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19 September 2011

The Cure - 'Pornography' (Fiction)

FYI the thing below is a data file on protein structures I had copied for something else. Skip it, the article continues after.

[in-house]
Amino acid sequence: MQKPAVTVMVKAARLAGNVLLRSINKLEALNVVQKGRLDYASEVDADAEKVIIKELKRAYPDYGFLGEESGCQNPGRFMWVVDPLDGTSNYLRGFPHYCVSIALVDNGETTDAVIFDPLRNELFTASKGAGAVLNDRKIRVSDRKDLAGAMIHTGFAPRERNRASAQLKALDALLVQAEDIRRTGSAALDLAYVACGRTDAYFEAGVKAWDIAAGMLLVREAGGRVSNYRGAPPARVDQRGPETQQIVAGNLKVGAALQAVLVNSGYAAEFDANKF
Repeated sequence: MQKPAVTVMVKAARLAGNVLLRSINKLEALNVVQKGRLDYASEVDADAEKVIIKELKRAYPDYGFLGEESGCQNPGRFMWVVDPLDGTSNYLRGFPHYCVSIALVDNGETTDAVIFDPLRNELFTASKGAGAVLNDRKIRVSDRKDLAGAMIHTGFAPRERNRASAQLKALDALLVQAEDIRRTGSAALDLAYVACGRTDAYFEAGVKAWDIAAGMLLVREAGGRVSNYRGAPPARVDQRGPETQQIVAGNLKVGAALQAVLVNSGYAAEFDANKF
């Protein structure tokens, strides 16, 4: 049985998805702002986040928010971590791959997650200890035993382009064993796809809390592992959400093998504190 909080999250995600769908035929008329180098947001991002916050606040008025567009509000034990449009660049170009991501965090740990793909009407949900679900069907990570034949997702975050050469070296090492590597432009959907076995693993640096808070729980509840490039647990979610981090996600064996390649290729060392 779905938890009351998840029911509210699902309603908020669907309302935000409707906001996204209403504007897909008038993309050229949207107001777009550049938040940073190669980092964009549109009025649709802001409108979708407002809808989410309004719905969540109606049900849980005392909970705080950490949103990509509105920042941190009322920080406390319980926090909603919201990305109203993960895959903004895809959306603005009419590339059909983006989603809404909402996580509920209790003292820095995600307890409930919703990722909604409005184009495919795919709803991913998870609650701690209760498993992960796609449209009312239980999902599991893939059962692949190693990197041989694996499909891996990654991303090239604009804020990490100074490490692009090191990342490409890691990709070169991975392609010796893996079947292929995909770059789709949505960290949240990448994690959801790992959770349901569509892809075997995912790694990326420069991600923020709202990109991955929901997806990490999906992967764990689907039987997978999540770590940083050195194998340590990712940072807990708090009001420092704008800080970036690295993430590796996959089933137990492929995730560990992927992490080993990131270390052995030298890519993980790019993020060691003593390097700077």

Pornography is a deliberately bleak, dense record. All of the songs sound pretty much the same, and the band, still a trio, sounds huge thanks to overdubs, a scrupulous use of reverb, and the slow, plodding rhythms that eventually propel this record through its eight songs. Robert Smith has taken his great step away from the bouncy frontman of 'Boys Don't Cry' and towards the posturing foolishness of the late 80s. But here, it's balanced - the doom and gloom isn't that far beyond Factory output of the same period, though when the opening lyric of your album is 'It doesn't matter if we all die', it's pretty much the stuff "goth" is made up. I like Pornography a lot because of how relentless it is, and how it sits on the border of being overly sincere romantic body poetry and genuinely edgy yet bare sentiment from the imagistic planet that the Swans came from. Either way, it's honest, and Smith's guitar playing is just brilliant here. He's kept the long, sinewy notes of the first record but taken away the attack, without compromising the mood. It's decay all along and the monotonous rhythm (I think I criticised drummer Laurence Tolhurst for being kinda weak before, though really it's perfect, and while he moved to keyboards after this record, I sorta miss the plodding). Big hair and makeup are just around the corner, but I generally stop here, except whenever I hear 'In Between Days' I can't deny it's greatness.

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